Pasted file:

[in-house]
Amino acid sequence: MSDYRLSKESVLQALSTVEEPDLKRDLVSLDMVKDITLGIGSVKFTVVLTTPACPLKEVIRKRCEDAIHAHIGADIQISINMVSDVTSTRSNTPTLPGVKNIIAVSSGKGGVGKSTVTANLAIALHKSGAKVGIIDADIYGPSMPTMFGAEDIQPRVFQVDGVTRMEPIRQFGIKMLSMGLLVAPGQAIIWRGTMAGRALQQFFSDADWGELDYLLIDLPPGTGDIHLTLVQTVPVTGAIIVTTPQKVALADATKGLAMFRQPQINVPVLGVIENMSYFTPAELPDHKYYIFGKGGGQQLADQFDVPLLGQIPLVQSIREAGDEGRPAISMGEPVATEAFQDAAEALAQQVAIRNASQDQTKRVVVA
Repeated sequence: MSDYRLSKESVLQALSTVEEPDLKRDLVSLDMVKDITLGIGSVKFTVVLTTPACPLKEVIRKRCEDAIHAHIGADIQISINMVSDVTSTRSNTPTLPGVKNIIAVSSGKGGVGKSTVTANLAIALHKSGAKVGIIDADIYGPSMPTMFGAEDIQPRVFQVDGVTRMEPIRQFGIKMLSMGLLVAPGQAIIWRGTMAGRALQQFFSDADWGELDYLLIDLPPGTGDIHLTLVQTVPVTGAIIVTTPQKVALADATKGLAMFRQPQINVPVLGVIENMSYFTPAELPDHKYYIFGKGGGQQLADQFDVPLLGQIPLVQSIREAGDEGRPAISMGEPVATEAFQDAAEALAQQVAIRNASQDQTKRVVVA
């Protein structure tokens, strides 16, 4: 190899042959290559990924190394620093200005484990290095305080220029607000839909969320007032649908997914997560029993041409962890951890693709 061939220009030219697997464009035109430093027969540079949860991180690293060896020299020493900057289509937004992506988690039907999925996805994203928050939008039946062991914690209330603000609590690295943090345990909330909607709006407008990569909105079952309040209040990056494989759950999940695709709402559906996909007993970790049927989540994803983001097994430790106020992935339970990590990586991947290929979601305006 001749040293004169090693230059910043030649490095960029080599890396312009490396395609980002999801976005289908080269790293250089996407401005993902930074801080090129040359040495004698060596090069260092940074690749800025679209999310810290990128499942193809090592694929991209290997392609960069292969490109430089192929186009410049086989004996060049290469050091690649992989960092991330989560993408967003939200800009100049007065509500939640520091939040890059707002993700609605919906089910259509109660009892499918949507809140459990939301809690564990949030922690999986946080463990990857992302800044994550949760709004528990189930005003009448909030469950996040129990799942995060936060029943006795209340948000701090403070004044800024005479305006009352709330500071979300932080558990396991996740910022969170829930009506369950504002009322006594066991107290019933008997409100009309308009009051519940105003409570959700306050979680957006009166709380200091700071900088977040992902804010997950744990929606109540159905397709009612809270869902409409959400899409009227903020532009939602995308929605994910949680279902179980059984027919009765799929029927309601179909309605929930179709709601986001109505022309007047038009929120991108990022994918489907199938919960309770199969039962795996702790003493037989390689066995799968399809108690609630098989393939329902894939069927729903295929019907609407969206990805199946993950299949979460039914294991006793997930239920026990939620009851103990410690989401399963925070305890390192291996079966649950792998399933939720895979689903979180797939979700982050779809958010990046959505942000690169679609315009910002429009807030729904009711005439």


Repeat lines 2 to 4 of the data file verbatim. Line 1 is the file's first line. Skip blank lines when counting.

Amino acid sequence: MSDYRLSKESVLQALSTVEEPDLKRDLVSLDMVKDITLGIGSVKFTVVLTTPACPLKEVIRKRCEDAIHAHIGADIQISINMVSDVTSTRSNTPTLPGVKNIIAVSSGKGGVGKSTVTANLAIALHKSGAKVGIIDADIYGPSMPTMFGAEDIQPRVFQVDGVTRMEPIRQFGIKMLSMGLLVAPGQAIIWRGTMAGRALQQFFSDADWGELDYLLIDLPPGTGDIHLTLVQTVPVTGAIIVTTPQKVALADATKGLAMFRQPQINVPVLGVIENMSYFTPAELPDHKYYIFGKGGGQQLADQFDVPLLGQIPLVQSIREAGDEGRPAISMGEPVATEAFQDAAEALAQQVAIRNASQDQTKRVVVA
Repeated sequence: MSDYRLSKESVLQALSTVEEPDLKRDLVSLDMVKDITLGIGSVKFTVVLTTPACPLKEVIRKRCEDAIHAHIGADIQISINMVSDVTSTRSNTPTLPGVKNIIAVSSGKGGVGKSTVTANLAIALHKSGAKVGIIDADIYGPSMPTMFGAEDIQPRVFQVDGVTRMEPIRQFGIKMLSMGLLVAPGQAIIWRGTMAGRALQQFFSDADWGELDYLLIDLPPGTGDIHLTLVQTVPVTGAIIVTTPQKVALADATKGLAMFRQPQINVPVLGVIENMSYFTPAELPDHKYYIFGKGGGQQLADQFDVPLLGQIPLVQSIREAGDEGRPAISMGEPVATEAFQDAAEALAQQVAIRNASQDQTKRVVVA
């Protein structure tokens, strides 16, 4: 190899042959290559990924190394620093200005484990290095305080220029607000839909969320007032649908997914997560029993041409962890951890693709 061939220009030219697997464009035109430093027969540079949860991180690293060896020299020493900057289509937004992506988690039907999925996805994203928050939008039946062991914690209330603000609590690295943090345990909330909607709006407008990569909105079952309040209040990056494989759950999940695709709402559906996909007993970790049927989540994803983001097994430790106020992935339970990590990586991947290929979601305006 001749040293004169090693230059910043030649490095960029080599890396312009490396395609980002999801976005289908080269790293250089996407401005993902930074801080090129040359040495004698060596090069260092940074690749800025679209999310810290990128499942193809090592694929991209290997392609960069292969490109430089192929186009410049086989004996060049290469050091690649992989960092991330989560993408967003939200800009100049007065509500939640520091939040890059707002993700609605919906089910259509109660009892499918949507809140459990939301809690564990949030922690999986946080463990990857992302800044994550949760709004528990189930005003009448909030469950996040129990799942995060936060029943006795209340948000701090403070004044800024005479305006009352709330500071979300932080558990396991996740910022969170829930009506369950504002009322006594066991107290019933008997409100009309308009009051519940105003409570959700306050979680957006009166709380200091700071900088977040992902804010997950744990929606109540159905397709009612809270869902409409959400899409009227903020532009939602995308929605994910949680279902179980059984027919009765799929029927309601179909309605929930179709709601986001109505022309007047038009929120991108990022994918489907199938919960309770199969039962795996702790003493037989390689066995799968399809108690609630098989393939329902894939069927729903295929019907609407969206990805199946993950299949979460039914294991006793997930239920026990939620009851103990410690989401399963925070305890390192291996079966649950792998399933939720895979689903979180797939979700982050779809958010990046959505942000690169679609315009910002429009807030729904009711005439």